Having, then, no right to locate the scrip for his own benefit, he must be deemed to have located it for Sophia Felix, and as her representative. It was declared by this court as early as 1810, in the case of Massie v. Watts, 6 Cranch, 148, that if an agent located land for himself which he ought to locate for his principal, he is in equity a trustee for his principal. In that case the defendant Massie had contracted with one O'Neal to locate and survey for him a mi treams, palitary warrant for 4000 acres in his name. Massie located the warrant with the proper surveyor, and, being himself a surveyor, fraudulently made a survey purporting to be a survey of the entry, but variant from the same, so that the land actually surveyed was not the land entered with the surveyor. This was done for the fraudulent purpose of giving way to a claim of the defendant's which he surveyed on the land entered for the plaintiff, whereby the plaintiff lost the land, and defendant obtained the legal title. This court held that Massie held such land as trustee for O'Neal. "But Massie," said Chief Justice Marshall, (p. 169,) "the agent of O'Neal, has entered and surveyed a portion of that land for himself, and obtained a patent for it in his own name. According to the clearest and best established principles of equity, the agent who so acts becomes a trustee for his principal. He cannot hold the land under an entry for himself otherwise than as trustee for his principal." This case was subsequently cited with approval in Irvine v. Marshall, 20 How. 558. So in Brush v. Ware, 15 Pet. 93, where an executor obtained a certificate for 4000 acres of land, and afterwards sold and assigned the same, when it appeared under the will that he had no right to sell the land, it was held that the purchaser to whom the patent was subsequently issued, took with notice of the prior title of the heirs, and was bound to make the conveyance asked from him. To the same effect are Stark v. Starrs, 6 Wall. 402, 419; Meader v. Norton, 11 Wall. 442, 458. And in Widdicombe v. Childers, 124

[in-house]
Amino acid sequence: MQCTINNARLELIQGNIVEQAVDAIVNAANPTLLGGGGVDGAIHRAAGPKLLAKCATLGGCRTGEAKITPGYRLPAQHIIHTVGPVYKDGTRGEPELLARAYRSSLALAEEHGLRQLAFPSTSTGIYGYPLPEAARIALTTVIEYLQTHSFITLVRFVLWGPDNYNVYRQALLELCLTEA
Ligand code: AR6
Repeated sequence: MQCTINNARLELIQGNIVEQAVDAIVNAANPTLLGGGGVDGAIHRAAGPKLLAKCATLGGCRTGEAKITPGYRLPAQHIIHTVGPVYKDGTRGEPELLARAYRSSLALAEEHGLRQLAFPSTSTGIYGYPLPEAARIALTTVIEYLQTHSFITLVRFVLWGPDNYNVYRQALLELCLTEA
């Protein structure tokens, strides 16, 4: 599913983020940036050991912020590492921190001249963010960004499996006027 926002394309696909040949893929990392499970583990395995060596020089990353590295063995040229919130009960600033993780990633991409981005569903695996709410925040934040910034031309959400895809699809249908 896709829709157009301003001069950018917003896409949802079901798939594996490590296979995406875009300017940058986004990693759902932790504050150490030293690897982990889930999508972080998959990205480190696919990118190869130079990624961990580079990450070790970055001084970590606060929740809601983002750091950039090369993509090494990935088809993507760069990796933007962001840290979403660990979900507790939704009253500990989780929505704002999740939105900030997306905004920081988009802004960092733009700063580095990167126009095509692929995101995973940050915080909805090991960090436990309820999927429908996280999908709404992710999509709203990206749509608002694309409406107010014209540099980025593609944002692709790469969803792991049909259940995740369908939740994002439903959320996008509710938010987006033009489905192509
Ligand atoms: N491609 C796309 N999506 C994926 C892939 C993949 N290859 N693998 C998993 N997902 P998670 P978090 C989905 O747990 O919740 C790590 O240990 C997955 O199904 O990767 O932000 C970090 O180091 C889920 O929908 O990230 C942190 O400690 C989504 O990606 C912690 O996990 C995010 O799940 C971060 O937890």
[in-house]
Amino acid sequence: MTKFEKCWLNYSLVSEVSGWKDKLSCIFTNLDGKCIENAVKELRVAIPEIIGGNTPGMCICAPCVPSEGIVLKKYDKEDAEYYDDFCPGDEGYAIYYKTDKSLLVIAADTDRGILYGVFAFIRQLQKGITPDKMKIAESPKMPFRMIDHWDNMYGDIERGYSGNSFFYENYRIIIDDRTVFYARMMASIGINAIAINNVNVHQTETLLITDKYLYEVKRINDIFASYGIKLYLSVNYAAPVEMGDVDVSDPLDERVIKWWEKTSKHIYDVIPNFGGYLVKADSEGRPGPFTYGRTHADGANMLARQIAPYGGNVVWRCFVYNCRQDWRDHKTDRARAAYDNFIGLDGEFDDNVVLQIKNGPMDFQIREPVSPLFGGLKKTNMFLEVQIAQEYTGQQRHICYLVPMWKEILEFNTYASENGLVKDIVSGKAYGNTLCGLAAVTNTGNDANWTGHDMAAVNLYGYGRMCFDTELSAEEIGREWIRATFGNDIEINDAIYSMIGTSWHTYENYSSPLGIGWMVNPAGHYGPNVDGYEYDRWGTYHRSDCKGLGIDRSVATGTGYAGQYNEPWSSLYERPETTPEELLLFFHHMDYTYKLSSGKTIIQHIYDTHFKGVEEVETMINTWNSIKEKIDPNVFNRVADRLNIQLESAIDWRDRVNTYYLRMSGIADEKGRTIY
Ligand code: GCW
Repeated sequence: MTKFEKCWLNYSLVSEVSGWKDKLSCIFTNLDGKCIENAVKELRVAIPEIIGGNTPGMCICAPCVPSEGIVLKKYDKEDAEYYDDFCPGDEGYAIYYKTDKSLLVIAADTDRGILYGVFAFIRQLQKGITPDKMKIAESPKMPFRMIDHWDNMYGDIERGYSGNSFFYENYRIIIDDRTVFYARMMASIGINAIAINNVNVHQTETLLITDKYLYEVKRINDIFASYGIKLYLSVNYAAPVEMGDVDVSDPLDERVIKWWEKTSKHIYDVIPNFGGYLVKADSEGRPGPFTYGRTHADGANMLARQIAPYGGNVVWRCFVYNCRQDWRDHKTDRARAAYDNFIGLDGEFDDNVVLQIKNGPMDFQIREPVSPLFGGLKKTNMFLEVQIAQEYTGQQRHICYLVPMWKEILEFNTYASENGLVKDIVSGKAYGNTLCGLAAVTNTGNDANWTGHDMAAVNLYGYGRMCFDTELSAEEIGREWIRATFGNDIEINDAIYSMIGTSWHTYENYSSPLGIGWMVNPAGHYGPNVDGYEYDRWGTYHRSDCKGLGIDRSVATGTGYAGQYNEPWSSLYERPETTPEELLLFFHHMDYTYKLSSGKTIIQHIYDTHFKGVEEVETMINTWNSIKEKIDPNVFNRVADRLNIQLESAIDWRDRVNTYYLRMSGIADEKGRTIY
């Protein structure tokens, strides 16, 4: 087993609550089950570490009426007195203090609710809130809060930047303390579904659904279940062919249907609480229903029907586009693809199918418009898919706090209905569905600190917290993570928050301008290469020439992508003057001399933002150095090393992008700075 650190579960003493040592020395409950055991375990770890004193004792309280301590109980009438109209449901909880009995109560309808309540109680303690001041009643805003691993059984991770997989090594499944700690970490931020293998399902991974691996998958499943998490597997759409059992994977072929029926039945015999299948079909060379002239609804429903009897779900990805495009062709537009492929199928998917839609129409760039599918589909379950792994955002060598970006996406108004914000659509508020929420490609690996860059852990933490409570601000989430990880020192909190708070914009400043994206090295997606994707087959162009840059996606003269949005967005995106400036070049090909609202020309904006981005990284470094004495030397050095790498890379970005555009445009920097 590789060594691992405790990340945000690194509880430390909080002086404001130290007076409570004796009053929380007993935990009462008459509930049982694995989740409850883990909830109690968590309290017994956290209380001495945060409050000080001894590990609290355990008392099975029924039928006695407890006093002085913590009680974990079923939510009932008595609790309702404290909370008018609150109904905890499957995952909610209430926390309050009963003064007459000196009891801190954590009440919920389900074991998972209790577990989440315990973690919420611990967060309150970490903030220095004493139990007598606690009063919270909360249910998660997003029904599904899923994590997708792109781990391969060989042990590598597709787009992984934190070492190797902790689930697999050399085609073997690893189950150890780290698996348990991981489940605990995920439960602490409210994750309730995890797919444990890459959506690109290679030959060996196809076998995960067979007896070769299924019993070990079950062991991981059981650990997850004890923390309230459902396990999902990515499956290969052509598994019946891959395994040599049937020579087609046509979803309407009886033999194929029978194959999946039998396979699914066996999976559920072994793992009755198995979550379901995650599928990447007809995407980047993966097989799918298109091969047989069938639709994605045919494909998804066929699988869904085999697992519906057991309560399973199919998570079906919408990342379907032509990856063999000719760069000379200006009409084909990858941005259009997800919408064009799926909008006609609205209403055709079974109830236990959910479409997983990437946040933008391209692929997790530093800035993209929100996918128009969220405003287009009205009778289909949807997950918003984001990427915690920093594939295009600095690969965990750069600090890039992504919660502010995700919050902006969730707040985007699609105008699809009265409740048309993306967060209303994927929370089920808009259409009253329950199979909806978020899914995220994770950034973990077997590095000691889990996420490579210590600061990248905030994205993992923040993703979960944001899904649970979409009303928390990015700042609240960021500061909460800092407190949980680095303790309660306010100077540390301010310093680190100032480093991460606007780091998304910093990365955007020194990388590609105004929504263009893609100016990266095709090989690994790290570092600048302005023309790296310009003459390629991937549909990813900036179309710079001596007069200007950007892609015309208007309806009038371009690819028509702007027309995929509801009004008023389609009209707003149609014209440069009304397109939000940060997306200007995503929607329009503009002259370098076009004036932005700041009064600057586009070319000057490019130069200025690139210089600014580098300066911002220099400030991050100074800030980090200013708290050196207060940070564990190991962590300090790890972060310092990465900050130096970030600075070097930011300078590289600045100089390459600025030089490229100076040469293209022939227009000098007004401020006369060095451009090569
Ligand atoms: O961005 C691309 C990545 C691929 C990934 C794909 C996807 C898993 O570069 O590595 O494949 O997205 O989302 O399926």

[ 145 U.S. Page 328]

     U.S. 400, 405, it was held that a person who had obtained a patent to lands which the patentee knew he had no right to claim, took the legal title subject to the superior equities of the rightful owner. In delivering the opinion, Chief Justice Waite said: "The holder of a legal title in bad faith must always yield to a superior equity. As against the United States his title may be good, but not as against one who had acquired a prior right from the United States in force when his purchase was made under which his patent issued. The patent vested him with the legal title, but it did not determine the equitable relations between him and third persons." See also Morris v. Joseph, 1 West Va. 256.

The substance of these authorities is that, whenever a person obtains the legal title to land by any artifice or concealment, or by making use of facilities intended for the benefit of another, a court of equity will impress upon the lands so held by him a trust in favor of the party who is justly entitled to them, and will order the trust executed by decreeing their conveyance to the party in whose favor the trust was created. It is of no consequence in this connection that Sophia Felix was ignorant of the defendant's acts, or of the trust thereby created, since she was at liberty, upon discovering it, to affirm the trust and enforce its execution. Bank of Metropolis v. Guttschlick, ...